One message does not fit all2008-04-22
On episode 335 of The Hobson and Holtz Report, Eric Schwartzman shared bits of an interview he conducted with Maureen Kasper, senior director of communication at Cisco Systems. In the interview, Maureen addressed an issue that I’ll be talking about during my session tomorrow at the New Communications Forum: the blurring of the line between internal and external communications.
We did create content that was different—here’s the external face to something and here’s the internal face to something. I don’t think you can do that any more. It’s the same. It’s better communication. You’re not worrying about, “Am I thinking externally or am I thinking internally?” What you’re thinking about is, “What’s our message?”
Maureen noted that Cisco employees once criticized the company when they perceived they were getting the same spin on messages as external audiences. Now, she says, it’s a strength. “It goes back to transparency. What you say externally has to be the same as what you say internally, and vice-versa. If not, you’ll get found out very quickly.”
I agree—and I disagree. The core message absolutely must be consistent. The days are long gone (not that this was prudent or ethical behavior when those days still existed) when you could deliver one message to employees and another to, say, investment analysts:
Employees: We’re merging with Acme in order to absorb a major competitor and bolster our earnings.
Analysts: We’re merging with Acme because of the natural synergies between the two organizations and because we’ll be able to better serve the marketplace working together.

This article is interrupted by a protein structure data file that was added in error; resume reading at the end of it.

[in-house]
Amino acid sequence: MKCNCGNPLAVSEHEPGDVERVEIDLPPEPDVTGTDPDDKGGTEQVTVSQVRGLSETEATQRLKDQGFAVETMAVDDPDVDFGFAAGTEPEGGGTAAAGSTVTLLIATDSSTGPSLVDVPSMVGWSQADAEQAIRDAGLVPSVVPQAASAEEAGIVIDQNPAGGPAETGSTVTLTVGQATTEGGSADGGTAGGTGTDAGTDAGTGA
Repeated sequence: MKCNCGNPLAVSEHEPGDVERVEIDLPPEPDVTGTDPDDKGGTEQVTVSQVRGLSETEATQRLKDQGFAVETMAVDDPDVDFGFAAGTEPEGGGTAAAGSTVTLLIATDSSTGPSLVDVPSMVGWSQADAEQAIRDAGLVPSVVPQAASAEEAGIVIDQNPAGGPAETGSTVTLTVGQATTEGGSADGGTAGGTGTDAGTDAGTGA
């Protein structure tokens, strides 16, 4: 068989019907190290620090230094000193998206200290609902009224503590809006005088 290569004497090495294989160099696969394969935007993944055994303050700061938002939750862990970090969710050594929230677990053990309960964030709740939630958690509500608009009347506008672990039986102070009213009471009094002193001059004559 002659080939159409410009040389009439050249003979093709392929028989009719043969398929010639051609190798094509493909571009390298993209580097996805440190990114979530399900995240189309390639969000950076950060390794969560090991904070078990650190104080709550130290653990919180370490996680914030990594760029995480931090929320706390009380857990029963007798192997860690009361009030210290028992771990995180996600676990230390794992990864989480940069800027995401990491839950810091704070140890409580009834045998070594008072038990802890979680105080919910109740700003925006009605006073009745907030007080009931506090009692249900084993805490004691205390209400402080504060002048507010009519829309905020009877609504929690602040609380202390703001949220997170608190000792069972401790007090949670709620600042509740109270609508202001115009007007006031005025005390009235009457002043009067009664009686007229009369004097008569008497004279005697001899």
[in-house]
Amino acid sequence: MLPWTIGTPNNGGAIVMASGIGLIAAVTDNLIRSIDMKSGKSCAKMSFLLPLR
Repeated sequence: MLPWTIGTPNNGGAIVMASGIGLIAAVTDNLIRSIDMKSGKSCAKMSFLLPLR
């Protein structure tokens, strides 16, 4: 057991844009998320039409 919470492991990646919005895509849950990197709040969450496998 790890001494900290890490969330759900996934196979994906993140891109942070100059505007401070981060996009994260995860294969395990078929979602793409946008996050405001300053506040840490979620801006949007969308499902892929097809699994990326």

However, I don’t agree with the notion that you can craft a single communication for each audience. Whether or not you share your external communications with employees, they’ll see it—or, at least, have access to it. The message to analysts ends in analyst reports which find their way into investment blogs, the media message is published on news sites and from there into the blogosphere.
But employees still need the internal spin, and I’m using that word in the constructive sense. In a merger, analysts care about the impact on value and share price. Employees may also care about that—particularly if they own stock—but they have more immediate concerns that aren’t on the minds of other publics (including local communities, NGOs, activist groups, the government, and so on). They want to know about the security of their jobs, the status of existing projects, where they’ll wind up in the revamped structure of the new company and whether their benefits will change.
Spinning stories (in the good way) to accommodate the unique interests of each constituency is at the heart of effective communication. It’s why we research the audiences before we craft the communications.
By the way, I’m absolutely certain they do this at Cisco Systems and that Maureen didn’t mean to imply otherwise. Her remarks just led me to want to articulate this point of view, which also argues for the continued need for some traditional communication. A single blog post from the CEO about the merger just won’t get the right information into the right hands. Targeted communication can start targeted conversations among publics with different interests.